lour, into a battered aluminium cake tin with a lid. She baked it in a wood/coal fired oven, managing the heat expertly, by moving the hot embers as required. Baking soon had me in its thrall.” Kaveri’s work on her book, The Vanishing Kodavas, took her into the villages and many remote parts of Coorg she had never visited before, and she was often invited to people’s homes for a meal. “The people there lived in perfect rhythm with the seasons, close to their lives as farmers. Through their everyday cooking, they preserved generations of knowledge.” The deeper Kaveri went into the food – the growing of it, the harvesting, the cooking, the exchanges – the more she realised the importance of understanding the logic of how we eat; our relationship to a landscape; the delicate equilibrium in which everything stands; and how this is all connected to the future of food and the environment. This realisation – that her own identity and food were inextricably linked – dawned while Kaveri lived

Ash gourd jam

and worked in London for several years. “This happened very subtly. I was Indian, but I was also from Coorg. No one, including many Indians, had heard of it. I found myself making an effort to cook and serve foods such as our classic puttu and pork, chicken and mutton curry combination. I think that was a moment of self-awareness where cooking is concerned,” she says.  Read the complete interview on eShe.in MARCH 2019

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“You can say a lot about your heritage through the dishes you cook, spice blends, what you eat and what you don’t,” says Kaveri. MARCH 2019



A vegetarian who loves London the most of all the cities in the world puts together her favourite breakfast spots and her top picks from their menus


By Kaveri Jain

ondon is my favourite city, and breakfast is my favourite meal of the day. It’s also the most important meal of the day so spending time looking for good, healthy, hearty breakfasts has been as much an investment as a joy for me. Besides, with over 18,000 restaurants (as of 2015), London is a place where even the fussiest taste buds will find solace. From simple eggs and avocado, delicious smoothie bowls to fiery eastern fare, the city’s breakfast offerings are inexhaustible. Looking for a quick bite before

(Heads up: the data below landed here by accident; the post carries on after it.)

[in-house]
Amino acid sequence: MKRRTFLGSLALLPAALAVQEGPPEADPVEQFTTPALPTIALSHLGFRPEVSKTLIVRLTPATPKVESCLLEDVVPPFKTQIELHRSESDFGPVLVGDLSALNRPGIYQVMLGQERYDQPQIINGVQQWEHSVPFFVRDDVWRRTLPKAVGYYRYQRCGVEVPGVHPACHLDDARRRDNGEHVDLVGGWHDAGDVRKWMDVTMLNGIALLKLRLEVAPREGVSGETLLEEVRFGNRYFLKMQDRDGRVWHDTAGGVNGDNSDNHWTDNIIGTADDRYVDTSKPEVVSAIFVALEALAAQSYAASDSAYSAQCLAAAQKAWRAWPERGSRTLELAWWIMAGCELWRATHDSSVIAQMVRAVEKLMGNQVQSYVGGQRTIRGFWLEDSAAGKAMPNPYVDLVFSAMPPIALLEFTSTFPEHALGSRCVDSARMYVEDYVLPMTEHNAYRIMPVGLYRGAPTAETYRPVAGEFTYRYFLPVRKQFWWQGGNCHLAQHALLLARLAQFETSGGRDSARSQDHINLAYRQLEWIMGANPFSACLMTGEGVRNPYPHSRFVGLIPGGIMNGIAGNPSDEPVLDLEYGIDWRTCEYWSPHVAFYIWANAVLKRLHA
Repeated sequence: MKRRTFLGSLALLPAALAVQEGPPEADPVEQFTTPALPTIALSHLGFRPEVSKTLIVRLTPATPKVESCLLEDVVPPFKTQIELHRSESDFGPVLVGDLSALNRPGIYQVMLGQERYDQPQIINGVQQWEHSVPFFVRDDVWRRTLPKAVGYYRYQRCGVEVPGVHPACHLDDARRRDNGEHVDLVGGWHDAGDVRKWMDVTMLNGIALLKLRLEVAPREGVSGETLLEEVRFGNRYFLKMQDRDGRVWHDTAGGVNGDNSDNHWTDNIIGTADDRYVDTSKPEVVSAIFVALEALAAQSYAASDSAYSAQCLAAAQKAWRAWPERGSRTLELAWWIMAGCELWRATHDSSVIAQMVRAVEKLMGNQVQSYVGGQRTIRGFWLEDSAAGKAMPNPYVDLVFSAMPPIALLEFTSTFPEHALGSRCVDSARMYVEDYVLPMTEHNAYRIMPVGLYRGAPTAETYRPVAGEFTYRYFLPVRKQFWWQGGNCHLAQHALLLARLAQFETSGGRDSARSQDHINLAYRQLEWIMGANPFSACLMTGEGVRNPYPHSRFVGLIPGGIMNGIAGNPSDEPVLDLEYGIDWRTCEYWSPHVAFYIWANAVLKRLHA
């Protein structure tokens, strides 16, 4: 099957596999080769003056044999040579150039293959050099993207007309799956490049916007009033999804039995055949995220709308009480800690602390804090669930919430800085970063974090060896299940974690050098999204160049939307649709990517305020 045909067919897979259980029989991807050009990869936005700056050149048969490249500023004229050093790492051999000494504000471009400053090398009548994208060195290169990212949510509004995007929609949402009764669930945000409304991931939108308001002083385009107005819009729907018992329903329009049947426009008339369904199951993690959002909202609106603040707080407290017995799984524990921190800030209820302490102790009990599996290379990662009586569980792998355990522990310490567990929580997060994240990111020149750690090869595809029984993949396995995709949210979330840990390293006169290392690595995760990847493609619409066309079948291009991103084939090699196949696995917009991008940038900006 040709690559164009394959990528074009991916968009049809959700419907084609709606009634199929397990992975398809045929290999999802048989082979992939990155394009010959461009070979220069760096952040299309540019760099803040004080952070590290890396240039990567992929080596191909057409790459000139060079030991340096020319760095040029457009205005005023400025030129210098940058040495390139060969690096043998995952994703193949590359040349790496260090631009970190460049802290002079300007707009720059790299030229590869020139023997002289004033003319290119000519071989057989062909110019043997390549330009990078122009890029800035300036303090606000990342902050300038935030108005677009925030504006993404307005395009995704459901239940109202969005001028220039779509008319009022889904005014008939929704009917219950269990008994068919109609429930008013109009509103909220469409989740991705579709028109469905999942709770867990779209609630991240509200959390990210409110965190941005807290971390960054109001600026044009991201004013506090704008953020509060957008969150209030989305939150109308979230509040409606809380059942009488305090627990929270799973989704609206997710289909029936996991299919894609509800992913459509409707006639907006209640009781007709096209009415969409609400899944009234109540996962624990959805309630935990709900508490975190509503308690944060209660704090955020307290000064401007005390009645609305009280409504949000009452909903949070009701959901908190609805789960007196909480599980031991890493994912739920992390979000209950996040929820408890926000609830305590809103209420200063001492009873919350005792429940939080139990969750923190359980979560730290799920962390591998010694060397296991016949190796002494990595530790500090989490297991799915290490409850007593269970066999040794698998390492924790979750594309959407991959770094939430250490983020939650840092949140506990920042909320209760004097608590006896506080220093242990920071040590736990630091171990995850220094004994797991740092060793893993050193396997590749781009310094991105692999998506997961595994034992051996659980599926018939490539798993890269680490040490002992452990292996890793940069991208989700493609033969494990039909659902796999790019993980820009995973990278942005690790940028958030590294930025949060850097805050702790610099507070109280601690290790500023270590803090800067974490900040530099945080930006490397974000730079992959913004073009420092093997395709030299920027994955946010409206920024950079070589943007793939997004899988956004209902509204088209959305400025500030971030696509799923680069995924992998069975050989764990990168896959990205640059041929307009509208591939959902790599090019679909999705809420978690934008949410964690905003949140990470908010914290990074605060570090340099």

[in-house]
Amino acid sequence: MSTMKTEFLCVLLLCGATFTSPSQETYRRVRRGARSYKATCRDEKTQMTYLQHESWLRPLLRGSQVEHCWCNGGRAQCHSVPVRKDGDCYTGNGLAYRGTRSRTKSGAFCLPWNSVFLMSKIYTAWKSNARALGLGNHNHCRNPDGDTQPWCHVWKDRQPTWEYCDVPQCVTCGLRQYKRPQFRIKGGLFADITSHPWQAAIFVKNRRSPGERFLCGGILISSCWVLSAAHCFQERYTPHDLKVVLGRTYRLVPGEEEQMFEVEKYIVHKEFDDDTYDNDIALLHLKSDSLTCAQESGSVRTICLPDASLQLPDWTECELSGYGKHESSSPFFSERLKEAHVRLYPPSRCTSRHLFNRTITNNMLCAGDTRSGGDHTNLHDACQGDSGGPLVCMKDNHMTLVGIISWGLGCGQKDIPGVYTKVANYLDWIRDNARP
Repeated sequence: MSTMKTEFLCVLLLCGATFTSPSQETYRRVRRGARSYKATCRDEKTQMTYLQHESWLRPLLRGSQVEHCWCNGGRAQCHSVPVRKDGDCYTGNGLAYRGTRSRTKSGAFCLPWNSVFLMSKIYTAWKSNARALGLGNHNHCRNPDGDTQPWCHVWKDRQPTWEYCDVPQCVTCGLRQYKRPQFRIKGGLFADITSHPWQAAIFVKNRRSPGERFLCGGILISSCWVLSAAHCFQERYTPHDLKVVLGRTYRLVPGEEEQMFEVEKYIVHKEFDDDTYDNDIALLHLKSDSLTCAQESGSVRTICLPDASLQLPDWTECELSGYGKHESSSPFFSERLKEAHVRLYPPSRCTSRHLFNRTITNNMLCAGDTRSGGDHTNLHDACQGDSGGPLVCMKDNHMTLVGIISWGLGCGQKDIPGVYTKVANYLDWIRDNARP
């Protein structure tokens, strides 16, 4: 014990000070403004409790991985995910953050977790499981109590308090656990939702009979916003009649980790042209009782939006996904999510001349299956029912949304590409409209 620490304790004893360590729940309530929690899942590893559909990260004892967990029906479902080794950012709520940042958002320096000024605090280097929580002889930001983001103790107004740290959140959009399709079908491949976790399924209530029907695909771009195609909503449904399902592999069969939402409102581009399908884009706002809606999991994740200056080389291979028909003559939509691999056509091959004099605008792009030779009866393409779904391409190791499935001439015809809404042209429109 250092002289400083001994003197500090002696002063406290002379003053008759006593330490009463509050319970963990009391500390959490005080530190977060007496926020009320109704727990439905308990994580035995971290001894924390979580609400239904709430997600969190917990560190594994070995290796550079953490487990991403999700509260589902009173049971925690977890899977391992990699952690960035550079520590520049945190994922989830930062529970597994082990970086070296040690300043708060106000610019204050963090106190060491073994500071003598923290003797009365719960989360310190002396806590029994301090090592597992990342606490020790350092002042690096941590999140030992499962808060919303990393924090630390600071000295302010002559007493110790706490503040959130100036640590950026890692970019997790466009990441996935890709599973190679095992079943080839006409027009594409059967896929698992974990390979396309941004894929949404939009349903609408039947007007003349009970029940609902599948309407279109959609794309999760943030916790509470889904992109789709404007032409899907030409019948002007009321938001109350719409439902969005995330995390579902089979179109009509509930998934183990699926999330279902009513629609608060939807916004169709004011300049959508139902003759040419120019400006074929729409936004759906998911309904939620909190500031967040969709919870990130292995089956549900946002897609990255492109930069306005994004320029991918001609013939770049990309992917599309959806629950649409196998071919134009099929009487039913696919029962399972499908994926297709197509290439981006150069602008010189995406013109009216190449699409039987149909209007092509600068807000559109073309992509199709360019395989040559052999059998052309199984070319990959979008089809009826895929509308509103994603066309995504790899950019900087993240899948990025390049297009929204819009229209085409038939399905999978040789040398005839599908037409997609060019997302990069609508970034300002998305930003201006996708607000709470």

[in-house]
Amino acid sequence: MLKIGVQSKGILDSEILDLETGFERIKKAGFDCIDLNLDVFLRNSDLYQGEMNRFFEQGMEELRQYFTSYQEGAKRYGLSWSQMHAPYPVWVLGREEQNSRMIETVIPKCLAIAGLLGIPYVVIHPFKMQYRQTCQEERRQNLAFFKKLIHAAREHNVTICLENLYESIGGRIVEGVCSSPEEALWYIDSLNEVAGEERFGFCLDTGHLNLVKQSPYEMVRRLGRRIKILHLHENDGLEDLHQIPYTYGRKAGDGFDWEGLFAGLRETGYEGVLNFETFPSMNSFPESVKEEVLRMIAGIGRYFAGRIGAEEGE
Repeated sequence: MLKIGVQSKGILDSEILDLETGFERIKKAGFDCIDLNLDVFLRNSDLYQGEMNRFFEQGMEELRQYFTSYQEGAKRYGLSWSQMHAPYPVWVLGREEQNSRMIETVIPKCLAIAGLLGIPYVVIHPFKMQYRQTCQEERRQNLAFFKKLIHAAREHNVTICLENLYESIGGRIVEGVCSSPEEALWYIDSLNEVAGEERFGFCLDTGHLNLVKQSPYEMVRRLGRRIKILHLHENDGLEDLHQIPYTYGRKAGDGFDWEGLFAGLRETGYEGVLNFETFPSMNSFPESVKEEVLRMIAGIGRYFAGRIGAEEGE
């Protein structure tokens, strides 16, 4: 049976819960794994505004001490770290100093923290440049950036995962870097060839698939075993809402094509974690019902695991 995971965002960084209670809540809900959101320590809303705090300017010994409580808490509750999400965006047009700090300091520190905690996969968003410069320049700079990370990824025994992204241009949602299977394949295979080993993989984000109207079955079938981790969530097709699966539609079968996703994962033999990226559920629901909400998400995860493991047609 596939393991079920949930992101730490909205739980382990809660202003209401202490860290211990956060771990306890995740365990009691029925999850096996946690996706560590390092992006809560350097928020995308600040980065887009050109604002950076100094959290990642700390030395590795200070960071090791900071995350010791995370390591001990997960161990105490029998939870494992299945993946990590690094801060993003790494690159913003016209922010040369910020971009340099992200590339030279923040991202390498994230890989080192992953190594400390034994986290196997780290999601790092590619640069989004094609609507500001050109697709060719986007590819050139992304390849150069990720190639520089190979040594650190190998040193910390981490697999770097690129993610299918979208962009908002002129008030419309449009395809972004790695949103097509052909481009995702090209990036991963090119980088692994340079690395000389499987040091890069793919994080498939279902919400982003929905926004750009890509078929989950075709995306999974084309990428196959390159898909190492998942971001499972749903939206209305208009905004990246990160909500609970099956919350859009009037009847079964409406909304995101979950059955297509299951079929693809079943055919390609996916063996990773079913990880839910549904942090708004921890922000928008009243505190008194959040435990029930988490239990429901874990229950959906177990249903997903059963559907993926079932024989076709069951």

you catch the tube for work, lazing around on a weekend with friends, or just gulping down a coffee shot after a morning run, London’s breakfast places will never let you down. In fact, how a simple quick breakfast unwittingly extends into a comfortable brunch at these eateries will often surprise you. Whittling down a list of London’s best breakfasts is an impossible task; and so I am being subjective here and listing down my own most enjoyed breakfasts in the city. (I am a vegetarian who also eats eggs.) MARCH 2019


THE CHEESE BAR Unit 93-94 Camden Stables, Camden Town, London MARCH 2019

Who says breakfast has to be had in the early hours? My Saturday breakfast started at 11 am and, of course, I ditched my favourite sourdough toast with avocado and eggs in favour of the cheesiest breakfast ever. Beginning with their epic mozzarella sticks, an overloaded grilled cheese sandwich followed by the freshest burrata made me feel like I was in heaven. This is the mecca of good cheese. Open seven days a week at the bustling Camden Market, The Cheese Bar offers a concisely cheesy menu of around 20 dishes.


Just a 10-minute walk away from Marble Arch, Saint Aymes is one of the most beautiful cafes in London. This quaint café has the most stunning exterior, draped in elegant wisteria. Step inside and prepare to be stunned: with the flower wall and with their 23-karat gold-topped chocolates. I couldn’t resist ordering the unique unicorn latte, which is just as Instagrammable as the floral decor. Their crepes, pancakes, and macaroons are all beautifully served and worth a try. More than the food, it’s the furniture and ambience that made me fall in love.

SAINT AYMES 59, Connaught St, London MARCH 2019


ELAN CAFE 48 Park Lane, Mayfair, London MARCH 2019

The beautiful flower basket on a bicycle right outside the Elan CafĂŠ in Mayfair will definitely invite you to walk in. The fragrance of freshly brewed coffee and a hand-crafted array of desserts made me drool. The famous shakshuka (a dish of eggs with spices and seasoning) and the absolutely stunning acai bowl made my morning just perfect. Their iconic flower walls, pink interiors and an extensive drinks menu of over 85 drinks will not disappoint you.


Run by Australian chef Bill Granger, this allday diner remains one of my most favourite places for melt-in-the-mouth scrambled eggs. There is always a queue outside this famous restaurant, as they never take bookings. Their ricotta hotcakes with bananas and honeycomb butter are surprisingly fluffy, and maybe the best pancakes I have ever had (and I’ve had lots, trust me). The eggs poached to perfection served with sourdough bread and avocado shouldn’t be missed. One can have a full Aussie breakfast here for just under `1200.

GRANGER AND CO 175 Westbourne Grove, Notting Hill, London MARCH 2019


SERPENTINE BAR & KITCHEN Hyde Park, Serpentine Road, London MARCH 2019